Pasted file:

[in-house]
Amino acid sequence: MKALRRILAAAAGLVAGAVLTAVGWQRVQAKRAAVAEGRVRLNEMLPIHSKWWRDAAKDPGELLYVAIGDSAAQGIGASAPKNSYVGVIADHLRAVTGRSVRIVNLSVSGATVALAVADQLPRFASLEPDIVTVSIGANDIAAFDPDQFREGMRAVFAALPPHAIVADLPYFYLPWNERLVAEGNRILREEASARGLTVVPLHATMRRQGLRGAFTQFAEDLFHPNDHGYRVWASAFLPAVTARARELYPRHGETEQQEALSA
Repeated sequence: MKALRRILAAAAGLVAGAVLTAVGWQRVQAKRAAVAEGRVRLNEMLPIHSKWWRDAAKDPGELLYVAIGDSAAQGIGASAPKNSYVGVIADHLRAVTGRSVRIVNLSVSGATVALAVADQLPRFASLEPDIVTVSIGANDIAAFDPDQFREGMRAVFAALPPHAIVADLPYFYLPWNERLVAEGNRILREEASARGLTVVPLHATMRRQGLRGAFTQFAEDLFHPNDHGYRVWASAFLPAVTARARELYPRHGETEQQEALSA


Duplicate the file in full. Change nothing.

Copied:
[in-house]
Amino acid sequence: MKALRRILAAAAGLVAGAVLTAVGWQRVQAKRAAVAEGRVRLNEMLPIHSKWWRDAAKDPGELLYVAIGDSAAQGIGASAPKNSYVGVIADHLRAVTGRSVRIVNLSVSGATVALAVADQLPRFASLEPDIVTVSIGANDIAAFDPDQFREGMRAVFAALPPHAIVADLPYFYLPWNERLVAEGNRILREEASARGLTVVPLHATMRRQGLRGAFTQFAEDLFHPNDHGYRVWASAFLPAVTARARELYPRHGETEQQEALSA
Repeated sequence: MKALRRILAAAAGLVAGAVLTAVGWQRVQAKRAAVAEGRVRLNEMLPIHSKWWRDAAKDPGELLYVAIGDSAAQGIGASAPKNSYVGVIADHLRAVTGRSVRIVNLSVSGATVALAVADQLPRFASLEPDIVTVSIGANDIAAFDPDQFREGMRAVFAALPPHAIVADLPYFYLPWNERLVAEGNRILREEASARGLTVVPLHATMRRQGLRGAFTQFAEDLFHPNDHGYRVWASAFLPAVTARARELYPRHGETEQQEALSA